The two piece electrode cap in FIG. 2 may additionally incorporate the other elements of the electrode cap described in reference to FIG. 1, such as cooling channels, temperature sensor, and the like. For simplicity, these additional features are not shown in FIG. 2. The active temperature control described above in reference to FIG. 1 is used with the electrode cap of FIG. 2 in the same manner.
FIGS. 3 and 4 show additional embodiments of this invention. In FIG. 3, a two or three piece electrode cap is shown. The caps in FIGS. 3 and 4 include a distributed resistive heater attached to the upper surface of the electrode cap bottom 1b. These heaters may be placed in the electrode cap top 1a or in the electrode cap bottom 1b. The resistive heater may be a spirally wound cable heater 17 as shown in FIG. 3, for example, or a thin annular strip or mica foil heater 18 as shown in FIG. 4. The cable heater 17, for example a nichrome wire heater, is preferred because it allows a relatively large interface surface between the cap top 1a and cap bottom 1b resulting in improved thermal communication. For example, the heater may be 1/16 inch in diameter and 65 inches long, with a stainless steel sheath, providing around 500 W at 120 V. The cable can be inserted in a spiral machined into the cap bottom 1b and pressed into place to yield a flush upper surface on the cap bottom 1b. Preferably, the cable heater would be embedded within the mold of a cast cap bottom.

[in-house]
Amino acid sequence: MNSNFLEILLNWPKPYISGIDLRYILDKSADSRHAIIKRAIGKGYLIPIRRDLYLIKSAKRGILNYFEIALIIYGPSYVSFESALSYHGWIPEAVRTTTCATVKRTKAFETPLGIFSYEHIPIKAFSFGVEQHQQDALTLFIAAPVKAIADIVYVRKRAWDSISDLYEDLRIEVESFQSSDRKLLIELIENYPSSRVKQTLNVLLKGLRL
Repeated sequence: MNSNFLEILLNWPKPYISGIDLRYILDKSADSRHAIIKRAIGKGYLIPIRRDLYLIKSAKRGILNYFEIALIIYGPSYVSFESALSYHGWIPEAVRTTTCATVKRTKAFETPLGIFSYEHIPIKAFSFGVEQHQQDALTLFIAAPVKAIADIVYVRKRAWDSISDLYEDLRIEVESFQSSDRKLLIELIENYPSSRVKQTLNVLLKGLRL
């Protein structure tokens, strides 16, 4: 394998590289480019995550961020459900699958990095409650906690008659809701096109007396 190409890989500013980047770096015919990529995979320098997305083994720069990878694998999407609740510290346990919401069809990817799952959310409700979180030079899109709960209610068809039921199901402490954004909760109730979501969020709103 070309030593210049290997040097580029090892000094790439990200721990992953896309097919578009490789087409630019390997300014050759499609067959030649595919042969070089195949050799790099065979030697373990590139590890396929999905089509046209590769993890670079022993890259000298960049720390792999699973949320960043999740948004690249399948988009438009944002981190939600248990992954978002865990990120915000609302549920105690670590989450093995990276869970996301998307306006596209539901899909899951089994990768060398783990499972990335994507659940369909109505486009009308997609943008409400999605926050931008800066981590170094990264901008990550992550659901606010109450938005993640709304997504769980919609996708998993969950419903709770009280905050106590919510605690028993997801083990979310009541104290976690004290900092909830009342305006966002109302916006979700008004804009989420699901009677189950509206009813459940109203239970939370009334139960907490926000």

Alternatively, the mica foil heaters 18 in FIG. 4 are composed of an etched foil encapsulated by mica insulation on all sides. These mica foil heaters are typically less than 1 mm thick and can easily provide as much as 100 W/in2 when operating at 260° C. Alternatively, these mica heaters can be enclosed in a steel sheath (typically less than 5 mm thick) and provide up to 50 W/in2 power densities. Other annular heaters could also be used, for example, boron nitride heaters.